This story is from the category Innovation and the dossier Identity Management

Empowering Swiss research

Roland Dietlicher believes that the academic identity Swiss edu-ID is crucial to the success of his P-2 programme.

Text: Anja Eigenmann, published on 28.09.2015

SWITCH: In your view, what are the most important goals of the swissuniversities funding programme P-2?
Roland Dietlicher:
The main idea is to build a network of shared services relating to digital scientific information for use nationwide over the long term. The disparate efforts of the various universities need to be brought together in order to create services, information offerings and tools that benefit researchers. This pooling of resources will empower Swiss research to face up to international competition.

What does swissuniversities mean by "shared services"?
SWITCH is a good example. Its standard practice is to offer its services to all the universities.

What has P-2 achieved so far?
I see the collaboration we've initiated between the various institutions as an achievement in its own right. It's already becoming clear that the universities are collaborating successfully at the national level in terms of IT services and libraries to bring lasting benefits for the research community.

Working with a central identity such as the Swiss edu-ID makes things easier as regards authentication protocols and connections.

Why are the Swiss edu-ID and identity management in general so important for the planned national services?
When electronic services are used on a shared basis, you need a national authorisation system. SWITCHaai is a good platform in that it allows people to use web-based applications across all the universities, but a broader system is needed to handle file storage and databases, for example. Working with a central identity such as the Swiss edu-ID makes things easier as regards authentication protocols and connections. The same applies to authenticating universities' guests and to international cooperations.

What do you see as the biggest challenges when it comes to creating shared services?
They would be federal financing and the universities' attitudes. It's natural for them to compete with one another, but this competition shouldn't take precedence over the interests of Swiss research. At the moment, a lot of universities still have enough money to develop their own solutions, so they need to be convinced that shared services are a good idea and that they'll create real benefits.

But shared services are not tailored to each university's needs.
Exactly. As a customer, you're not initially getting what you originally wanted. These days, though, specialisation starts with the application. Shared services mean you can use the cloud instead of having to pay for your own servers and databases. It takes time to get used to that.

Our vision is for universities to use it as part of their identity management, providing a straightforward means of connecting to shared services.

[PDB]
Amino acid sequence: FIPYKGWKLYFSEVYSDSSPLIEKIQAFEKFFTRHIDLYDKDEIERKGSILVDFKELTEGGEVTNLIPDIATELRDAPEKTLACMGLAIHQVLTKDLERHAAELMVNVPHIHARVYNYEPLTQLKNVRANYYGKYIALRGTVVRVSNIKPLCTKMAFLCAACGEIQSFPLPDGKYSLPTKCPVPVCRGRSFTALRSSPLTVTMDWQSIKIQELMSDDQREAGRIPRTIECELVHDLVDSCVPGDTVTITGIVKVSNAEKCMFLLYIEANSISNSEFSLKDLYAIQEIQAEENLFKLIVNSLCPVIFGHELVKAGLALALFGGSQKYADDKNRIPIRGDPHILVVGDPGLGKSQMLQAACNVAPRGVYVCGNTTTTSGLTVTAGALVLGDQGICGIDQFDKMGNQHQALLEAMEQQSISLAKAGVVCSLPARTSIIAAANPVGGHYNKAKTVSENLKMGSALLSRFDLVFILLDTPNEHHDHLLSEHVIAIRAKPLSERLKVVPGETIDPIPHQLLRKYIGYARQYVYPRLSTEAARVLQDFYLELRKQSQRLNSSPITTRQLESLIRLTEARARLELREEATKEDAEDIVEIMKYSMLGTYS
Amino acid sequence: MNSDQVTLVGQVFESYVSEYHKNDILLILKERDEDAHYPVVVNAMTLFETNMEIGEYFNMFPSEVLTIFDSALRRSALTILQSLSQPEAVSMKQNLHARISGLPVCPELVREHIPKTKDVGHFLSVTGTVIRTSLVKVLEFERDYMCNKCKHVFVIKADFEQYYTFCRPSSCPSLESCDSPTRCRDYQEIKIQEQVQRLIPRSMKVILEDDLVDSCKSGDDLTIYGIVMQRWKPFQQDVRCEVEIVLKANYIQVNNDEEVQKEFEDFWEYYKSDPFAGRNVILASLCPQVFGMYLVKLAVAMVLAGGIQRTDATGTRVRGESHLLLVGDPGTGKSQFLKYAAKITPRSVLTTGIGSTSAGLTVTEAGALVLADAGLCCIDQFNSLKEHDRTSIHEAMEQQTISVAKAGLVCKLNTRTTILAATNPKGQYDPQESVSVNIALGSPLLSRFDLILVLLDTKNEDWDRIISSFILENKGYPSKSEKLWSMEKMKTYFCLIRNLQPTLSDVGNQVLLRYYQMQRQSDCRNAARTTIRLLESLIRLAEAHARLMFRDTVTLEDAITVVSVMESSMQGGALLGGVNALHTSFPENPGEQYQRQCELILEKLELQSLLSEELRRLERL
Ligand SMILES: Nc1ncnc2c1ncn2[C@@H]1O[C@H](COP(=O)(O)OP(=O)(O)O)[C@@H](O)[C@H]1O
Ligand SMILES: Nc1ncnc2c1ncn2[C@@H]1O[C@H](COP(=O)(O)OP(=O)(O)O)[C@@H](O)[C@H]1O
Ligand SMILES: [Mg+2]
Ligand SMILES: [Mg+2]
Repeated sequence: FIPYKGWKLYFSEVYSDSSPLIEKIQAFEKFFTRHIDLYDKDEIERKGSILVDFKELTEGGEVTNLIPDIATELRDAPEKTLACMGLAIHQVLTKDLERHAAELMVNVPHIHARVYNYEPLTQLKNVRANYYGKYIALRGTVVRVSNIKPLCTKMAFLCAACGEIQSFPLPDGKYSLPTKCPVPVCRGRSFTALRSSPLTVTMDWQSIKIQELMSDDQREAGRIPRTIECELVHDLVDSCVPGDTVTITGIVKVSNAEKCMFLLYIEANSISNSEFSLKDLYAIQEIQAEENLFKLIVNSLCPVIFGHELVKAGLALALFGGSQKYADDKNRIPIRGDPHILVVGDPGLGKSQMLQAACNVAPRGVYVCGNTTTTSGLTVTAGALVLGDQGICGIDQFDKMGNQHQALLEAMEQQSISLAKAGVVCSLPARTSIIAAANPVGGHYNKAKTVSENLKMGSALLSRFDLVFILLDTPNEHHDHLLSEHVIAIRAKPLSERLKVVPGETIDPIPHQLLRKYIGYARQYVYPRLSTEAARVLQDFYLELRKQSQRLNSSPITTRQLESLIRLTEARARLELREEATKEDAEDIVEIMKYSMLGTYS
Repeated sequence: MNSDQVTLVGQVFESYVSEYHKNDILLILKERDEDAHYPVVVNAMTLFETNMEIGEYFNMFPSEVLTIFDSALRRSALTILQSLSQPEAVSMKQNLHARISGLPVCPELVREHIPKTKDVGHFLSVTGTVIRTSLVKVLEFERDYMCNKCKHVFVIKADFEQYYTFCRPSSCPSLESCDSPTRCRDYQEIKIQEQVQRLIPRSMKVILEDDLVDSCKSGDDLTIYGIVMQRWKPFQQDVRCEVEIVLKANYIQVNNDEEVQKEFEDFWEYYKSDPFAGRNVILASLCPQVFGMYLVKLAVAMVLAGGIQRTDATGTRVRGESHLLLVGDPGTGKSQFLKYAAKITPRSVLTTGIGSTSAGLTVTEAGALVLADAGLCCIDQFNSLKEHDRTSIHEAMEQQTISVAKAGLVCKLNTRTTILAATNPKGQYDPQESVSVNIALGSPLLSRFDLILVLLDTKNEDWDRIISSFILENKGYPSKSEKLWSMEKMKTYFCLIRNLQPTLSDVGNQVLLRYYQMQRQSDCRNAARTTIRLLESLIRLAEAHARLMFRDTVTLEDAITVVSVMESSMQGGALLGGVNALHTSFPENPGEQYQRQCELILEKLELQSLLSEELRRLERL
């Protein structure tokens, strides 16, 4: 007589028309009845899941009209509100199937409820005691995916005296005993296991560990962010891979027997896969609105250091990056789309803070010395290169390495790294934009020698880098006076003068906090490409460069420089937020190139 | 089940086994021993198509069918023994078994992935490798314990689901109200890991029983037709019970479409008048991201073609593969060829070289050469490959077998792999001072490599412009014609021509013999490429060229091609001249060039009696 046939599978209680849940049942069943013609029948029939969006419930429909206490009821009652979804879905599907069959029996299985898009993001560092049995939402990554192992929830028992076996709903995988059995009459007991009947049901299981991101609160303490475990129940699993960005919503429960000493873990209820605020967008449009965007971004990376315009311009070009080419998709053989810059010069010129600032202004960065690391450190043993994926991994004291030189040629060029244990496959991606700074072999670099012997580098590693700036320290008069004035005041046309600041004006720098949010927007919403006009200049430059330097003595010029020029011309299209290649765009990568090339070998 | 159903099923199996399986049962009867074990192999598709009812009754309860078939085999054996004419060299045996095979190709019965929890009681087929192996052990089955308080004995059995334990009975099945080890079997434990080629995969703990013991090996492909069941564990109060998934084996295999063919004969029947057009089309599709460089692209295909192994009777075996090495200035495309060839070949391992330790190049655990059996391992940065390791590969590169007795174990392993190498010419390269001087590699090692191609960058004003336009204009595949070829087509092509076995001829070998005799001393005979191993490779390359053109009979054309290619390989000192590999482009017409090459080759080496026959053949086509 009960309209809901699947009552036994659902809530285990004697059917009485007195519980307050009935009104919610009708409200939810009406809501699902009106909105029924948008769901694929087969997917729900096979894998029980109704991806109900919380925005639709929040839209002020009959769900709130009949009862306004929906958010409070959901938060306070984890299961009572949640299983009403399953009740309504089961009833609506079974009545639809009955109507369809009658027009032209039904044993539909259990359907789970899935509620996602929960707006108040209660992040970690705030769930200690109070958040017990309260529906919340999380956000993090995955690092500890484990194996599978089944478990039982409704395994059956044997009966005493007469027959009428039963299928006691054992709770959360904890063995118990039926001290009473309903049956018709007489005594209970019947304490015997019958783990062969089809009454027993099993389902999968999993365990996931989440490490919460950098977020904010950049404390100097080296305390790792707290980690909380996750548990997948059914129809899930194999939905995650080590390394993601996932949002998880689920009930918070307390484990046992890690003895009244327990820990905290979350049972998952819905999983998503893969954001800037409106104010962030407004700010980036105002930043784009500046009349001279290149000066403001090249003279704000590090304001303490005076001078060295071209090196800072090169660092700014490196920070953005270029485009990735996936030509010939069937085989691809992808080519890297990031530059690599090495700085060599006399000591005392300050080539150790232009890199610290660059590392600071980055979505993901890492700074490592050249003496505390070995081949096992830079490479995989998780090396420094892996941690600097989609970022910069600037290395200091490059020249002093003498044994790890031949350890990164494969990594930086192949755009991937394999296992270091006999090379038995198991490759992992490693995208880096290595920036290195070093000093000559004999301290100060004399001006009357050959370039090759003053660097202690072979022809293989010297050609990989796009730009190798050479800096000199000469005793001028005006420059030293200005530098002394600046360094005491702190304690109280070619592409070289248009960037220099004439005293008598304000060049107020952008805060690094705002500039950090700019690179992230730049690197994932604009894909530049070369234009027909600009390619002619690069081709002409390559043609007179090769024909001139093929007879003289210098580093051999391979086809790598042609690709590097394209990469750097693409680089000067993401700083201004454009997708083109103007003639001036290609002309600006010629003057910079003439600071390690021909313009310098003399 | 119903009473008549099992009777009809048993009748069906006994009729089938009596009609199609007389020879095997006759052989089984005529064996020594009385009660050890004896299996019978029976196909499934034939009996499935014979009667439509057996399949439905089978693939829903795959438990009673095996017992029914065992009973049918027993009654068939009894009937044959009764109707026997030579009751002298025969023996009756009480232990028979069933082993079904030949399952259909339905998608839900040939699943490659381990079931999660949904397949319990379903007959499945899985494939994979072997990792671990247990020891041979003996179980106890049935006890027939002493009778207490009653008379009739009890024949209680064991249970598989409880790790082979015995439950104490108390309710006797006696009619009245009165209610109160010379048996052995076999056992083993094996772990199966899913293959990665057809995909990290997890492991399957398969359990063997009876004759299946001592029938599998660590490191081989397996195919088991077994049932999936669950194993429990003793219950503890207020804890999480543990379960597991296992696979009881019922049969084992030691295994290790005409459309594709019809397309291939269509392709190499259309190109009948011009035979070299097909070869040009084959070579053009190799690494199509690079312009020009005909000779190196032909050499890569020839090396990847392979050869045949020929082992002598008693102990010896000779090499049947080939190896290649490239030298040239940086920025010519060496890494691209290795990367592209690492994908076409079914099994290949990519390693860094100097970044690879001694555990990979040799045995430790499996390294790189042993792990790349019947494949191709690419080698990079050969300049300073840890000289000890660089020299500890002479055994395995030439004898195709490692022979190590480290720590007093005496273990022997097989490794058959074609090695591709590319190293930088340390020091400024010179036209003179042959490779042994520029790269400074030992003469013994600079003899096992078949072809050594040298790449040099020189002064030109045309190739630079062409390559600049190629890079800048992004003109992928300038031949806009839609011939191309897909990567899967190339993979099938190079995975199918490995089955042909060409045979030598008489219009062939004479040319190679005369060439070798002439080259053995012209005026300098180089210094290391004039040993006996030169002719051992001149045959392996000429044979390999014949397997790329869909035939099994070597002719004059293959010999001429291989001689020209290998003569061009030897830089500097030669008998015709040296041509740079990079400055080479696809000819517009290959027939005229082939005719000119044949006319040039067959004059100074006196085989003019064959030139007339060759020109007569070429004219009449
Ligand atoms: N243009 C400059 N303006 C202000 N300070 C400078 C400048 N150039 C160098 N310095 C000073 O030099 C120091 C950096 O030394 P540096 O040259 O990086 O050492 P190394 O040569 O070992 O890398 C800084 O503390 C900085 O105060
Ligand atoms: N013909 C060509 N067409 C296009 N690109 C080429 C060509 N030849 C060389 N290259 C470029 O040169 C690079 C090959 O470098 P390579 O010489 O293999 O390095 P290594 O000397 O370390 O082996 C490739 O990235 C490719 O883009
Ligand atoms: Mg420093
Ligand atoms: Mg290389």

How do you rate the Swiss edu-ID's potential?
It has great potential, and it's a good solution from a technical point of view. Our vision is for universities to use it as part of their identity management, providing a straightforward means of connecting to shared services.

How beneficial can a Swiss edu-ID be, given that research nowadays is international?
Research may well be international, but Switzerland remains a separate jurisdiction. In principle, there must be scope for linking the Swiss edu-ID up to other systems and broader-based identities like Google accounts and the Open Researcher and Contributor ID (ORCID), an identity for scientific authors.

We want to set up a unit to coordinate shared services nationally.

Does linking identities not jeopardise security?
Security is a prerequisite for trust. Access to resources and systems has a legal significance. Service providers and users alike need to be able to rely on the identity provider's expertise and integrity. In digital environments, all users must handle their various identities responsibly.

What will happen to P-2 after the programme finishes in 2016?
We've applied for an extension to 2020 with an extra CHF 40 million, and there's a good chance we'll get it. We want to set up a unit to coordinate shared services nationally.

www.swissuniversities.ch/isci/
http://projects.switch.ch/de/eduid/
This article appeared in the SWITCH Journal October 2015.
About the author
Anja   Eigenmann

Anja Eigenmann

Anja Eigenmann has worked at SWITCH since 2012 and is currently an editor for online and print media. She trained as a journalist and later completed a Master of Advanced Studies in Business Communications. She has previously been an editor-in-chief and consultant, among other things, and has led a course in online content writing.

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Roland Dietlicher and P-2

P-2 is the short name of the Swiss University Conference (SUC) programme headed by Roland Dietlicher of ETH Zurich IT Services. Its full title is “Scientific information: access, processing and safeguarding”. The swissuniversities association, made up of the former rectors' conferences of the Swiss universities (CRUS), the Swiss universities of applied sciences (KFH) and the Swiss universities of teacher education (COHEP), is responsible for its implementation. The federal government is providing CHF 45 million for the P-2 programme between 2013 and 2016 and expects the universities involved to make investments adding up to this amount.

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